Thursday, November 1, 2007

The Problem with National Polls

First and foremost, let it be known that I LOVE polls! It is a pulse of the living and breathing free republican democracy in which we live! Knowing that there are so many people free and willing to give their opinion on how our government and way of life should be molded... well, it is all a sign that freedom is still alive and well in the US.

But recently I have been plagued by the national presidential polls. I keep hearing about the almost certain general election showdown between Rudy and Hillary. National polls show one edging out the other on any given day. And it is right time that we all shake off the results of these polls and understand that the United States does not elect a President in the General election based on a national popularity vote... we use the amazing Electoral College System.

The great thing about the Electoral College system is that it forces candidates to campaign in the "flyover states" as well as in the big cities of New York and Los Angeles. It ensures that the "little guys" have power via delegates that takes away from the sheer quantity of citizens (and sometimes illegally voting non-citizens) found in the big cities.

So the question that I have for these poll takers is this: Where are you making your phone calls? Do they call Farmer Henry in Nowhere Kansas and Forest Ranger Steve in Montana, or do they make calls to Tom, Dick, and Harry living in St.Louis, New York, and San Francisco?

The problem with the National Polls is that when Hillary loses the General election, there is going to be a huge outcry because she was leading the national polls, and further calls for the elimination of the Electoral College System of voting in favor of Mob Rule.

The question is going to be this: Which candidate can pick up, for their respective parties, states that traditionally have supported one party over the other? Consider the 2004 results map:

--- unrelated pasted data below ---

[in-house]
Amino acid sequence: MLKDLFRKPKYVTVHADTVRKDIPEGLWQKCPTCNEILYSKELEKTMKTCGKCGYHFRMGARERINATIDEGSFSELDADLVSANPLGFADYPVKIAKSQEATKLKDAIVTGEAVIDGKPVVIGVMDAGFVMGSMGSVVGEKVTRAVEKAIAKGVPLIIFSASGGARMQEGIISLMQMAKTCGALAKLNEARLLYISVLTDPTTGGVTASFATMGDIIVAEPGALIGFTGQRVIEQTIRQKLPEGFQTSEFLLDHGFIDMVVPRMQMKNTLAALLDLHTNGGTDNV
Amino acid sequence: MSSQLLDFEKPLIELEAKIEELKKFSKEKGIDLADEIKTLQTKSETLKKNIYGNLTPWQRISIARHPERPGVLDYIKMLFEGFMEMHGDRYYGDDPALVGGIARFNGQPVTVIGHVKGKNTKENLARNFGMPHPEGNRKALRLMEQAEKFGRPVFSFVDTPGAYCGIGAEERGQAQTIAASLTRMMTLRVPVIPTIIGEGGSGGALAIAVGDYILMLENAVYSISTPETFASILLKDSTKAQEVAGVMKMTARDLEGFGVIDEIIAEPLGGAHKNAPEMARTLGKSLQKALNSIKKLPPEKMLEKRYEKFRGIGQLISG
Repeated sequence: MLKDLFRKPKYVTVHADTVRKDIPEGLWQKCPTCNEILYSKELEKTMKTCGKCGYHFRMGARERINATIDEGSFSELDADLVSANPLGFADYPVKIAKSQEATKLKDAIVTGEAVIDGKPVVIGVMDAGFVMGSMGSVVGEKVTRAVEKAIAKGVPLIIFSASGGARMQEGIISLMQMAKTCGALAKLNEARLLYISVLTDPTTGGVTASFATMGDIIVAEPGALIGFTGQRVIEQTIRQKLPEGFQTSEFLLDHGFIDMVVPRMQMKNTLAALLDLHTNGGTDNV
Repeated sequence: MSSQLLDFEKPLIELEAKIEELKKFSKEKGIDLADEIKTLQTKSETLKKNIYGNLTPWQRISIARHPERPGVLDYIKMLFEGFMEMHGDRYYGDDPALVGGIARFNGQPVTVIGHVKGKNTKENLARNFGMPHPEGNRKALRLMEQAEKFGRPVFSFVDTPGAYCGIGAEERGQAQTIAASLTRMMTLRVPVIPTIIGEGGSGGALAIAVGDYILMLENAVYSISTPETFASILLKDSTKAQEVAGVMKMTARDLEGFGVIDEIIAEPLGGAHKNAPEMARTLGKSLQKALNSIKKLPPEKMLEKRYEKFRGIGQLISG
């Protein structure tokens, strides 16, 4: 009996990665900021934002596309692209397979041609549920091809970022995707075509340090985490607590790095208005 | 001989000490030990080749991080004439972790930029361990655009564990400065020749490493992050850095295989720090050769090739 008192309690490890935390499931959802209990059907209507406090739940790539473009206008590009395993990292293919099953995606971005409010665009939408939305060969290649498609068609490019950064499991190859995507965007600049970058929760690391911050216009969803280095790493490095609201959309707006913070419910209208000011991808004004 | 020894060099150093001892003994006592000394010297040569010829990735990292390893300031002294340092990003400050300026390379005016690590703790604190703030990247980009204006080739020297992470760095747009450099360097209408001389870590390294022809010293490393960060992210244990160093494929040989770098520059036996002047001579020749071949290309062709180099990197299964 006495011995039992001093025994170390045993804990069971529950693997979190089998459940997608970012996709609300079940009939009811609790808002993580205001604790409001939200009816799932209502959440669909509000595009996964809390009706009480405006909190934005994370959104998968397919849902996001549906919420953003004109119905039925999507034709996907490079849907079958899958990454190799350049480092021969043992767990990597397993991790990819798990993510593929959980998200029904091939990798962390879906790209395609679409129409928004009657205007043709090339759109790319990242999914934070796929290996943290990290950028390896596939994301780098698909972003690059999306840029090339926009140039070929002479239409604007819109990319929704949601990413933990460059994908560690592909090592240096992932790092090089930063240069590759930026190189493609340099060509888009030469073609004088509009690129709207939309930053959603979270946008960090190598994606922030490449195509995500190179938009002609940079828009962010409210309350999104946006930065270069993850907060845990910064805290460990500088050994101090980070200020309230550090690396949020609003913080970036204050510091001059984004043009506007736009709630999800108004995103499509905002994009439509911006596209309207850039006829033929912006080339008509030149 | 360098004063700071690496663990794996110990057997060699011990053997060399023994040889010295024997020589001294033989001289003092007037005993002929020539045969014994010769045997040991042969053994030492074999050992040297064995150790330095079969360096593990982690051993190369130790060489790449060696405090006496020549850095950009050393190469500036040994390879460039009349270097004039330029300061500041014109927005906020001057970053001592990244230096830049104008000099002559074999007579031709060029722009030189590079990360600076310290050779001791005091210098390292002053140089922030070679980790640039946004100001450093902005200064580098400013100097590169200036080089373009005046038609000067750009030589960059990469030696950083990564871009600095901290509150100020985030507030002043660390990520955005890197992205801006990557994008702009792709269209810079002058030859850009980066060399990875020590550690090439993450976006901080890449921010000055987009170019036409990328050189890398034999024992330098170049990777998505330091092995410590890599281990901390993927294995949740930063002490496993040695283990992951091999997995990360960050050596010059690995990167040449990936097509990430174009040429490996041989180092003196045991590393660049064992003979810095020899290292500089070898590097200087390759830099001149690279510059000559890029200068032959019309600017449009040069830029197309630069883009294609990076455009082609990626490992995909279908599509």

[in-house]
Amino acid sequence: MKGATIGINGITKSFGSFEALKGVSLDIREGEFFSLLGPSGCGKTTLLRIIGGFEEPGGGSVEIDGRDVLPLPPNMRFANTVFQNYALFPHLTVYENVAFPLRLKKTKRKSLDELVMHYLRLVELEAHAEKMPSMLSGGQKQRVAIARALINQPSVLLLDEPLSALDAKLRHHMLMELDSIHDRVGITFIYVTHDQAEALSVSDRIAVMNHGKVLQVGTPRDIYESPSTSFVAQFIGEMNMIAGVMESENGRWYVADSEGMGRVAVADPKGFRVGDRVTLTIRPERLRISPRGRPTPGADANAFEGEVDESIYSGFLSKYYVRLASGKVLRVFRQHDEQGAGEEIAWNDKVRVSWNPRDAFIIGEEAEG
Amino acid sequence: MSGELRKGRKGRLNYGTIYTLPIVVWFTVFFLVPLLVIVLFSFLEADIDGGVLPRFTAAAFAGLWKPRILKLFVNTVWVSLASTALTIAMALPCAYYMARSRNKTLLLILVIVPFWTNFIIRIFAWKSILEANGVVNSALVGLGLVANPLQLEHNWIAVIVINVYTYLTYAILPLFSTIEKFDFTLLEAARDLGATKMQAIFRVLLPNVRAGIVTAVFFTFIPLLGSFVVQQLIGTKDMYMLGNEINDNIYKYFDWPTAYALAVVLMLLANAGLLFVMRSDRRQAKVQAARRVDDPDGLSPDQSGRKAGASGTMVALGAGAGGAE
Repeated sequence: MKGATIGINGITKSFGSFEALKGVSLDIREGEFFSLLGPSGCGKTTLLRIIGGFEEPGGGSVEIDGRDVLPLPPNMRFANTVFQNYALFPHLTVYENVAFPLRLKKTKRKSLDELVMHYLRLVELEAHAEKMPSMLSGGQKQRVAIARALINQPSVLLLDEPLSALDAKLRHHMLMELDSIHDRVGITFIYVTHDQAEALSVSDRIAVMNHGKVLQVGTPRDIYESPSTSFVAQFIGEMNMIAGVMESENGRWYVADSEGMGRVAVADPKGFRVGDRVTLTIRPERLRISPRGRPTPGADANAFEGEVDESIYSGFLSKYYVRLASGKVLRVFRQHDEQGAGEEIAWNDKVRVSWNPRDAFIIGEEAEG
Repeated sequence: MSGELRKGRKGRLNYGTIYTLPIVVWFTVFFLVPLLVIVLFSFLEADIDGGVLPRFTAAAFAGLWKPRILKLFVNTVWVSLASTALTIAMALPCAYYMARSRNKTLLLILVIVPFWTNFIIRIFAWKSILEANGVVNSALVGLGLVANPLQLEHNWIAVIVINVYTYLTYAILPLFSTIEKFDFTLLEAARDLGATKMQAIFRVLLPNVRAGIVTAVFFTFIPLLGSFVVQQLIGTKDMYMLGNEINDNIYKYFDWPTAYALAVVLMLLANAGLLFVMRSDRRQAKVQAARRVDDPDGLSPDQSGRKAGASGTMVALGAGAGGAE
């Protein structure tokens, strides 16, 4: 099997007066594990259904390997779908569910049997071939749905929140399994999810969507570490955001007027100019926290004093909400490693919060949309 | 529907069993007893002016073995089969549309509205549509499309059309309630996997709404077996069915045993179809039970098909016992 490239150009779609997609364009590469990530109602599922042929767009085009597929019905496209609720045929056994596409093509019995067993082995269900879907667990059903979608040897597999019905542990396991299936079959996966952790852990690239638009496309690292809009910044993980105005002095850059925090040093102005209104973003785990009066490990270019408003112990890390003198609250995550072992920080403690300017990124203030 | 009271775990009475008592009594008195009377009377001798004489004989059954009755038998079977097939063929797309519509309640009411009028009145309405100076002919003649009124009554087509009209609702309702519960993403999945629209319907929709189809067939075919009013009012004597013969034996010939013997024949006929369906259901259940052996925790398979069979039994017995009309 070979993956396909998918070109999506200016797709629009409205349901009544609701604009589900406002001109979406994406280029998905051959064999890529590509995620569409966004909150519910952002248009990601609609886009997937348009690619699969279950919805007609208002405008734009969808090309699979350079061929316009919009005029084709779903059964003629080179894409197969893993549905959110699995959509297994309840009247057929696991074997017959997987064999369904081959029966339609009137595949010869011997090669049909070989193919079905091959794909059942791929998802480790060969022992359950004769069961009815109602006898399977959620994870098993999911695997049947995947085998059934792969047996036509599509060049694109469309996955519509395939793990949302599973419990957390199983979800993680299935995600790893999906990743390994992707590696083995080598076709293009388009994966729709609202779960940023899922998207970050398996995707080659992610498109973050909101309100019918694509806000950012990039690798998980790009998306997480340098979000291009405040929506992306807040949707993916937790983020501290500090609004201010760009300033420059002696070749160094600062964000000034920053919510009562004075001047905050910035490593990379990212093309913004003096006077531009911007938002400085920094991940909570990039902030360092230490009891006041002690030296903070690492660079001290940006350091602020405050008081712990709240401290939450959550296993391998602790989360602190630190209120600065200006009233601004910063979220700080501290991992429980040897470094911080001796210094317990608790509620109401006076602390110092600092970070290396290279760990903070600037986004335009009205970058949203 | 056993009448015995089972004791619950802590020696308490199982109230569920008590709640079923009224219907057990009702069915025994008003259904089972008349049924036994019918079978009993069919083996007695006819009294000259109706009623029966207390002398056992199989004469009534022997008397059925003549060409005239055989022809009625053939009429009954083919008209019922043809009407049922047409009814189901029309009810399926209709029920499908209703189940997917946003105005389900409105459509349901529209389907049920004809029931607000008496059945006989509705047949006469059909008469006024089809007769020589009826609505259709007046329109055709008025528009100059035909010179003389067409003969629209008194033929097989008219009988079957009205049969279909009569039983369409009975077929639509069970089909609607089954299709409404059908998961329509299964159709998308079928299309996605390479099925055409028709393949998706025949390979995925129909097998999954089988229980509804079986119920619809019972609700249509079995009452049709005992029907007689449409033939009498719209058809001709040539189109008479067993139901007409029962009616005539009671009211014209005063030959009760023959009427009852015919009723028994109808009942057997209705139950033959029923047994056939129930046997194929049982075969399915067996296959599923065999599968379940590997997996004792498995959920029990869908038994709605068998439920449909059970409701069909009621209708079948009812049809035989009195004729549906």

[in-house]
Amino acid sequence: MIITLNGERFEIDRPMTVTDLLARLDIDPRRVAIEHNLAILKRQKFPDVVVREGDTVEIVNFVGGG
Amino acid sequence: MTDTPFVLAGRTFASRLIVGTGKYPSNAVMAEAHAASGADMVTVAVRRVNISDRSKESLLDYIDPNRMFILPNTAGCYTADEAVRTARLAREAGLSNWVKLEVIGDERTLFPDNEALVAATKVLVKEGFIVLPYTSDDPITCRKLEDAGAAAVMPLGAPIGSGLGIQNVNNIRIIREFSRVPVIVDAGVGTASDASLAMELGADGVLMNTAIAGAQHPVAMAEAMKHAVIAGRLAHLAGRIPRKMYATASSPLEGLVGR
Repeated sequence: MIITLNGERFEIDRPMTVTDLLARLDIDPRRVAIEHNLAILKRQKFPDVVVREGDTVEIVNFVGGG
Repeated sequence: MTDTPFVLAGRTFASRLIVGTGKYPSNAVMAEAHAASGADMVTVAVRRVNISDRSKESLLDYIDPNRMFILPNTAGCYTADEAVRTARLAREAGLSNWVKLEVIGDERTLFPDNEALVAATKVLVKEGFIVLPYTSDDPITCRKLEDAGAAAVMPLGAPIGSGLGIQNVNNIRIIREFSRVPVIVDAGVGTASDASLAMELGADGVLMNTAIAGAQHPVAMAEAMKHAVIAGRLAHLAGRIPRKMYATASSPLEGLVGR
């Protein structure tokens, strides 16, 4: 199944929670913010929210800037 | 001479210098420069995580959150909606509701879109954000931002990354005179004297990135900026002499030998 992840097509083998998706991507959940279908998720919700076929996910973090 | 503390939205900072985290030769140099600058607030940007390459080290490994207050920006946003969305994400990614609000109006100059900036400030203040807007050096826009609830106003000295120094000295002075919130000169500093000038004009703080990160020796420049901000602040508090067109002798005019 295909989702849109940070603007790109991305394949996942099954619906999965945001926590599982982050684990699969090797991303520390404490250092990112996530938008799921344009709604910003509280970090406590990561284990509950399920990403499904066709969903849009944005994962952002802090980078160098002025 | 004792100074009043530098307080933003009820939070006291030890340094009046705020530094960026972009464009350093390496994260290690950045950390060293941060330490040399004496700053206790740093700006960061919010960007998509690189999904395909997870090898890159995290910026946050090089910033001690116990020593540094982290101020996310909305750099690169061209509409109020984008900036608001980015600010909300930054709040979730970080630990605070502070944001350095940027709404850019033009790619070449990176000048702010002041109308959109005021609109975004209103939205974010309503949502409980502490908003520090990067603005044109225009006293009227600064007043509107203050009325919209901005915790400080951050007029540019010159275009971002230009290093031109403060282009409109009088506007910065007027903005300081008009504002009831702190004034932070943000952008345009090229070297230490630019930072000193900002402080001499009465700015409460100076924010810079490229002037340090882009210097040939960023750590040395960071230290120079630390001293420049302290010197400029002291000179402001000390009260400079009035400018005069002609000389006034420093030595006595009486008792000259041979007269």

The national polls, as fun as they are, should be replaced with a poll facing the candidates off in a state by state match-up, and determining which gains can be made.

In a Rudy/Clinton match up, there has been much discussion about a third party contender taking a large split of the votes... this is not a new concept. Consider the Bull Moose party of Teddy Roosevelt, splitting the Republican vote and delivering electoral victory to Woodrow Wilson. This was a case where a third party candidate actually received electoral votes... the cause? The Republican party had shifted too far from it's platform.

What states could Clinton steal? Perhaps Florida is in play... Perhaps Nevada and New Mexico... and Ohio is always a key player... But if she were head to head with a Liberal candidate like Rudy, who knows where the states would go.

What about Rudy... could he take New York, New Jersey, Pennsylvania? Perhaps...

But what if a conservative third party candidate were to take the stage? This could throw the "fly-over states" into a Democratic win overall, as these states may give their electoral votes to the third party candidate, or split the Republican ticket so badly that Hillary wins the state.

But if the GOP elects a conservative candidate that rallies the base, one could expect that the electoral map would not vary much from the above image, and the Republicans would continue to hold on to the White House.

So, I say, enough with the attention on the National Polls... what are the state by state results, and how do the match-ups in those states relate to electoral votes? Who, then, will the victor be?

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